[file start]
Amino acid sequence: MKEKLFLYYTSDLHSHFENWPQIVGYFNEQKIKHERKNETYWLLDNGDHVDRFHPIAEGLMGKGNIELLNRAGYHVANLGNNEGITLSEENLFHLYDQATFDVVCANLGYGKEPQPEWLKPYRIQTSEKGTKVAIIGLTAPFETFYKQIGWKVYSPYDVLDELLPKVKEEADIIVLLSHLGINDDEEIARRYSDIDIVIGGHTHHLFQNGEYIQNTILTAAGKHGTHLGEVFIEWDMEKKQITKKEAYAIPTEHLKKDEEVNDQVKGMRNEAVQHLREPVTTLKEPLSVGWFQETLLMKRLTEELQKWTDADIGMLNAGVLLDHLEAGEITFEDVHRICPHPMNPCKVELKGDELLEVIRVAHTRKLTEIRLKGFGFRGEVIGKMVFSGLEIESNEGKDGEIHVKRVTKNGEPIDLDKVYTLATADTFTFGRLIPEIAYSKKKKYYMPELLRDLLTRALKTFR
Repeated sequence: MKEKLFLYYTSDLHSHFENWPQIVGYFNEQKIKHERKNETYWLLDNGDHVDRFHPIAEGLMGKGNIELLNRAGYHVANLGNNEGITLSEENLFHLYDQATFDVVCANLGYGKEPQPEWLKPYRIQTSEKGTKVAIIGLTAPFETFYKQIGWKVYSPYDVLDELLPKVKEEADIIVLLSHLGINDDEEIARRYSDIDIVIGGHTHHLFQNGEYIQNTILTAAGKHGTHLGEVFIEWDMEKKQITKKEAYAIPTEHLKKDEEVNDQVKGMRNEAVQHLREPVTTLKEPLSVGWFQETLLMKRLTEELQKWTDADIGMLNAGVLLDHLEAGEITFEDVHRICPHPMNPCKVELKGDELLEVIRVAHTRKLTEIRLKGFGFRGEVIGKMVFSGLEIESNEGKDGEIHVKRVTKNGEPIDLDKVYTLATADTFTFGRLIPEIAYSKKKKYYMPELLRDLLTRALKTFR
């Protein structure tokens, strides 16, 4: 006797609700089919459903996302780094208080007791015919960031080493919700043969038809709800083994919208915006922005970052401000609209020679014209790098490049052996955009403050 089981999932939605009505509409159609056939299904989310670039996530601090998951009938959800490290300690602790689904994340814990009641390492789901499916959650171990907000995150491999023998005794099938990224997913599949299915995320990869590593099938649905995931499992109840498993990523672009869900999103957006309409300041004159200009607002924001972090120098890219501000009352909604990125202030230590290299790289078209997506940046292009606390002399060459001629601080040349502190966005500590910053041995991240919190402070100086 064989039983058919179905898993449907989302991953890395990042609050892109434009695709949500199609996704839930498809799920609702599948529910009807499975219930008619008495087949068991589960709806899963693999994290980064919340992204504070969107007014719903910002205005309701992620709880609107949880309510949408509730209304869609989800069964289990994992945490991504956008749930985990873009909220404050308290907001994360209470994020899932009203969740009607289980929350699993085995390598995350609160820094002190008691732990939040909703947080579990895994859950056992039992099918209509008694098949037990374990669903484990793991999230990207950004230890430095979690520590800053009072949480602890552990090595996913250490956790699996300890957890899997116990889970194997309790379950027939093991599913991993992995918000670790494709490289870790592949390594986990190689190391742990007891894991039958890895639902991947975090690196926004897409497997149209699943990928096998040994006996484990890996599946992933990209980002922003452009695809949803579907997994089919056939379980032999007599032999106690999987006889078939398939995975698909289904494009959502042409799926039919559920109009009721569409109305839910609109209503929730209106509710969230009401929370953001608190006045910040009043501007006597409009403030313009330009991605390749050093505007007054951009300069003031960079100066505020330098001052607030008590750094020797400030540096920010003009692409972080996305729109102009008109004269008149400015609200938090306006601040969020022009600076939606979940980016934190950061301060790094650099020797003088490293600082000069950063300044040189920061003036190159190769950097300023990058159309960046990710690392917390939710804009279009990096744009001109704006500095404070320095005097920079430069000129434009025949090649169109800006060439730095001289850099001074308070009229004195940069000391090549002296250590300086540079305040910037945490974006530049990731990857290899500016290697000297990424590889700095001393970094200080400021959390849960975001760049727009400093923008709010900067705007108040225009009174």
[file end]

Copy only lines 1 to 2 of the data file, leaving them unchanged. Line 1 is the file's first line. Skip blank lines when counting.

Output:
Amino acid sequence: MKEKLFLYYTSDLHSHFENWPQIVGYFNEQKIKHERKNETYWLLDNGDHVDRFHPIAEGLMGKGNIELLNRAGYHVANLGNNEGITLSEENLFHLYDQATFDVVCANLGYGKEPQPEWLKPYRIQTSEKGTKVAIIGLTAPFETFYKQIGWKVYSPYDVLDELLPKVKEEADIIVLLSHLGINDDEEIARRYSDIDIVIGGHTHHLFQNGEYIQNTILTAAGKHGTHLGEVFIEWDMEKKQITKKEAYAIPTEHLKKDEEVNDQVKGMRNEAVQHLREPVTTLKEPLSVGWFQETLLMKRLTEELQKWTDADIGMLNAGVLLDHLEAGEITFEDVHRICPHPMNPCKVELKGDELLEVIRVAHTRKLTEIRLKGFGFRGEVIGKMVFSGLEIESNEGKDGEIHVKRVTKNGEPIDLDKVYTLATADTFTFGRLIPEIAYSKKKKYYMPELLRDLLTRALKTFR
Repeated sequence: MKEKLFLYYTSDLHSHFENWPQIVGYFNEQKIKHERKNETYWLLDNGDHVDRFHPIAEGLMGKGNIELLNRAGYHVANLGNNEGITLSEENLFHLYDQATFDVVCANLGYGKEPQPEWLKPYRIQTSEKGTKVAIIGLTAPFETFYKQIGWKVYSPYDVLDELLPKVKEEADIIVLLSHLGINDDEEIARRYSDIDIVIGGHTHHLFQNGEYIQNTILTAAGKHGTHLGEVFIEWDMEKKQITKKEAYAIPTEHLKKDEEVNDQVKGMRNEAVQHLREPVTTLKEPLSVGWFQETLLMKRLTEELQKWTDADIGMLNAGVLLDHLEAGEITFEDVHRICPHPMNPCKVELKGDELLEVIRVAHTRKLTEIRLKGFGFRGEVIGKMVFSGLEIESNEGKDGEIHVKRVTKNGEPIDLDKVYTLATADTFTFGRLIPEIAYSKKKKYYMPELLRDLLTRALKTFR